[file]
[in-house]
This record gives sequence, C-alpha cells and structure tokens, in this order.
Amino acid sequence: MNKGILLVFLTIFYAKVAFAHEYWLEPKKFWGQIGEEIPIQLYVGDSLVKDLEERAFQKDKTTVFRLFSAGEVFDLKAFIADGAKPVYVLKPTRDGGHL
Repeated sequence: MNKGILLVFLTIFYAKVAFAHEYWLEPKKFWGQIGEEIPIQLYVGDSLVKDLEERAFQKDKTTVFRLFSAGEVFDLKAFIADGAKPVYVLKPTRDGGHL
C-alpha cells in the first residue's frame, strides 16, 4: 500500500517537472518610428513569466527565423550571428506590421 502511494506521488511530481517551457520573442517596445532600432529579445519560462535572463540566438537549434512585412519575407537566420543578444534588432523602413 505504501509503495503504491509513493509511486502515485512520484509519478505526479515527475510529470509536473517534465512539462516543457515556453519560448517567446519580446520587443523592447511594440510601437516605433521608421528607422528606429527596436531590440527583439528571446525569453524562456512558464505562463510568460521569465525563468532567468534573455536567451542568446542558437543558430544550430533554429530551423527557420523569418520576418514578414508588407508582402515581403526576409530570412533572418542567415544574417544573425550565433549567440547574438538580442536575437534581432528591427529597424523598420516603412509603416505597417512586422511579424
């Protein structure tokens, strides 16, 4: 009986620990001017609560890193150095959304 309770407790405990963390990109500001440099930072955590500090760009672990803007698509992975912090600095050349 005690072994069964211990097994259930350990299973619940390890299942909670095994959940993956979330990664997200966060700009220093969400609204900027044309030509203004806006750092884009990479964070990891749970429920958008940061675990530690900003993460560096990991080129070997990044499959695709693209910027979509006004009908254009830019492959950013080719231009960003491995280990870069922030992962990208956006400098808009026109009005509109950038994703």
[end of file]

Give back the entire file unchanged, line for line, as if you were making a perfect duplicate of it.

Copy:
[in-house]
This record gives sequence, C-alpha cells and structure tokens, in this order.
Amino acid sequence: MNKGILLVFLTIFYAKVAFAHEYWLEPKKFWGQIGEEIPIQLYVGDSLVKDLEERAFQKDKTTVFRLFSAGEVFDLKAFIADGAKPVYVLKPTRDGGHL
Repeated sequence: MNKGILLVFLTIFYAKVAFAHEYWLEPKKFWGQIGEEIPIQLYVGDSLVKDLEERAFQKDKTTVFRLFSAGEVFDLKAFIADGAKPVYVLKPTRDGGHL
C-alpha cells in the first residue's frame, strides 16, 4: 500500500517537472518610428513569466527565423550571428506590421 502511494506521488511530481517551457520573442517596445532600432529579445519560462535572463540566438537549434512585412519575407537566420543578444534588432523602413 505504501509503495503504491509513493509511486502515485512520484509519478505526479515527475510529470509536473517534465512539462516543457515556453519560448517567446519580446520587443523592447511594440510601437516605433521608421528607422528606429527596436531590440527583439528571446525569453524562456512558464505562463510568460521569465525563468532567468534573455536567451542568446542558437543558430544550430533554429530551423527557420523569418520576418514578414508588407508582402515581403526576409530570412533572418542567415544574417544573425550565433549567440547574438538580442536575437534581432528591427529597424523598420516603412509603416505597417512586422511579424
């Protein structure tokens, strides 16, 4: 009986620990001017609560890193150095959304 309770407790405990963390990109500001440099930072955590500090760009672990803007698509992975912090600095050349 005690072994069964211990097994259930350990299973619940390890299942909670095994959940993956979330990664997200966060700009220093969400609204900027044309030509203004806006750092884009990479964070990891749970429920958008940061675990530690900003993460560096990991080129070997990044499959695709693209910027979509006004009908254009830019492959950013080719231009960003491995280990870069922030992962990208956006400098808009026109009005509109950038994703």